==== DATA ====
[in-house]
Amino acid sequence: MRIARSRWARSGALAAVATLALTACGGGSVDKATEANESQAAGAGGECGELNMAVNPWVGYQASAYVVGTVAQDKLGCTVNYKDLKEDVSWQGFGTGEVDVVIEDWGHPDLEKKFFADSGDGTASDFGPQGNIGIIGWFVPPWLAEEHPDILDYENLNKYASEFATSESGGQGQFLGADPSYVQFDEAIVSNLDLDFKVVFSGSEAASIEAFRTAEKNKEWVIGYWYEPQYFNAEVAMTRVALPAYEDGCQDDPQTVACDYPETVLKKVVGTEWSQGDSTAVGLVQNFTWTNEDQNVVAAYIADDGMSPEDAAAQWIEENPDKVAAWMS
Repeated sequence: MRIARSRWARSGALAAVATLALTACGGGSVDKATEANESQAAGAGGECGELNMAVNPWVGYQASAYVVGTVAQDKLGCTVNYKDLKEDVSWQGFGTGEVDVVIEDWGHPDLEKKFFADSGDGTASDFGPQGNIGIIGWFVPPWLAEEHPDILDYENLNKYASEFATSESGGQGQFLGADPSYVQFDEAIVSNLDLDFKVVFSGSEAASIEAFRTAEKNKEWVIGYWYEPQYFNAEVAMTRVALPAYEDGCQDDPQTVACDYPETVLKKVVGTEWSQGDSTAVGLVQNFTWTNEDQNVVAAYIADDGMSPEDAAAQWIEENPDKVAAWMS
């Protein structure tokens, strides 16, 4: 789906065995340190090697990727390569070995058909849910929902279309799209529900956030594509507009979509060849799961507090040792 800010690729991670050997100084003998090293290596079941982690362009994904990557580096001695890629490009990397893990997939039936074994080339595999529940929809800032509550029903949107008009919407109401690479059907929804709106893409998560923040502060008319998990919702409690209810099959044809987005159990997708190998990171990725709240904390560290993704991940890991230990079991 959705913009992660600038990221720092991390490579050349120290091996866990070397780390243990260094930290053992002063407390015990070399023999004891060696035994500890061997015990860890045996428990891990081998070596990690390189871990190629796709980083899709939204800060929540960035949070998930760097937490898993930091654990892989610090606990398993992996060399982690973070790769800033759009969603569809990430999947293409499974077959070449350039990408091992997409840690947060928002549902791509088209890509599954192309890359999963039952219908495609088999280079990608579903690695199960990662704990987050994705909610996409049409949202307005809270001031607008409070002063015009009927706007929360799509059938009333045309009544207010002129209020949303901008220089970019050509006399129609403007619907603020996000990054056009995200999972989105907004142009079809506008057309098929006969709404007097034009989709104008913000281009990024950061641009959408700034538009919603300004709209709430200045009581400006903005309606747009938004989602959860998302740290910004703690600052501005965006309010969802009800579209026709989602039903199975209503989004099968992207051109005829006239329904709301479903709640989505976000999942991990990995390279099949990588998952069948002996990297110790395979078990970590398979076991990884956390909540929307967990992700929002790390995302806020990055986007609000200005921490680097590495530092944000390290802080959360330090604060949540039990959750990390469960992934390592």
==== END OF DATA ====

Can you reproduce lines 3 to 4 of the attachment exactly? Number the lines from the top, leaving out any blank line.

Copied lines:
Repeated sequence: MRIARSRWARSGALAAVATLALTACGGGSVDKATEANESQAAGAGGECGELNMAVNPWVGYQASAYVVGTVAQDKLGCTVNYKDLKEDVSWQGFGTGEVDVVIEDWGHPDLEKKFFADSGDGTASDFGPQGNIGIIGWFVPPWLAEEHPDILDYENLNKYASEFATSESGGQGQFLGADPSYVQFDEAIVSNLDLDFKVVFSGSEAASIEAFRTAEKNKEWVIGYWYEPQYFNAEVAMTRVALPAYEDGCQDDPQTVACDYPETVLKKVVGTEWSQGDSTAVGLVQNFTWTNEDQNVVAAYIADDGMSPEDAAAQWIEENPDKVAAWMS
């Protein structure tokens, strides 16, 4: 789906065995340190090697990727390569070995058909849910929902279309799209529900956030594509507009979509060849799961507090040792 800010690729991670050997100084003998090293290596079941982690362009994904990557580096001695890629490009990397893990997939039936074994080339595999529940929809800032509550029903949107008009919407109401690479059907929804709106893409998560923040502060008319998990919702409690209810099959044809987005159990997708190998990171990725709240904390560290993704991940890991230990079991 959705913009992660600038990221720092991390490579050349120290091996866990070397780390243990260094930290053992002063407390015990070399023999004891060696035994500890061997015990860890045996428990891990081998070596990690390189871990190629796709980083899709939204800060929540960035949070998930760097937490898993930091654990892989610090606990398993992996060399982690973070790769800033759009969603569809990430999947293409499974077959070449350039990408091992997409840690947060928002549902791509088209890509599954192309890359999963039952219908495609088999280079990608579903690695199960990662704990987050994705909610996409049409949202307005809270001031607008409070002063015009009927706007929360799509059938009333045309009544207010002129209020949303901008220089970019050509006399129609403007619907603020996000990054056009995200999972989105907004142009079809506008057309098929006969709404007097034009989709104008913000281009990024950061641009959408700034538009919603300004709209709430200045009581400006903005309606747009938004989602959860998302740290910004703690600052501005965006309010969802009800579209026709989602039903199975209503989004099968992207051109005829006239329904709301479903709640989505976000999942991990990995390279099949990588998952069948002996990297110790395979078990970590398979076991990884956390909540929307967990992700929002790390995302806020990055986007609000200005921490680097590495530092944000390290802080959360330090604060949540039990959750990390469960992934390592």